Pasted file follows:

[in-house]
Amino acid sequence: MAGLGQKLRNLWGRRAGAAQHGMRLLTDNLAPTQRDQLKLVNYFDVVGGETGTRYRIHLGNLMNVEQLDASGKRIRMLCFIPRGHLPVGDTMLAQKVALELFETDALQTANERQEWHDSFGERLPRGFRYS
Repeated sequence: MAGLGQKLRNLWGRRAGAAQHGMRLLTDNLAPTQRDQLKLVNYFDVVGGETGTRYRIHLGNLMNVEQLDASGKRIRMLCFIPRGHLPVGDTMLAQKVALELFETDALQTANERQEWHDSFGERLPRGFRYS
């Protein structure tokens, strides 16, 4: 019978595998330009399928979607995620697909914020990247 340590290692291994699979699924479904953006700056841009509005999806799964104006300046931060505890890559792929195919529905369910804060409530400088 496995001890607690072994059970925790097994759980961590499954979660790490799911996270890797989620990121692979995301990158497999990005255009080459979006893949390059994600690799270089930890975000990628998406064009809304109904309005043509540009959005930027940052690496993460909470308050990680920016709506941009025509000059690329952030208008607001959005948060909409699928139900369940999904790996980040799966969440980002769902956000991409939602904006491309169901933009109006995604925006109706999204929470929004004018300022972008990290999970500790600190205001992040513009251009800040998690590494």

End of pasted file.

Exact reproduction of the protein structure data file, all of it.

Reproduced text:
[in-house]
Amino acid sequence: MAGLGQKLRNLWGRRAGAAQHGMRLLTDNLAPTQRDQLKLVNYFDVVGGETGTRYRIHLGNLMNVEQLDASGKRIRMLCFIPRGHLPVGDTMLAQKVALELFETDALQTANERQEWHDSFGERLPRGFRYS
Repeated sequence: MAGLGQKLRNLWGRRAGAAQHGMRLLTDNLAPTQRDQLKLVNYFDVVGGETGTRYRIHLGNLMNVEQLDASGKRIRMLCFIPRGHLPVGDTMLAQKVALELFETDALQTANERQEWHDSFGERLPRGFRYS
């Protein structure tokens, strides 16, 4: 019978595998330009399928979607995620697909914020990247 340590290692291994699979699924479904953006700056841009509005999806799964104006300046931060505890890559792929195919529905369910804060409530400088 496995001890607690072994059970925790097994759980961590499954979660790490799911996270890797989620990121692979995301990158497999990005255009080459979006893949390059994600690799270089930890975000990628998406064009809304109904309005043509540009959005930027940052690496993460909470308050990680920016709506941009025509000059690329952030208008607001959005948060909409699928139900369940999904790996980040799966969440980002769902956000991409939602904006491309169901933009109006995604925006109706999204929470929004004018300022972008990290999970500790600190205001992040513009251009800040998690590494």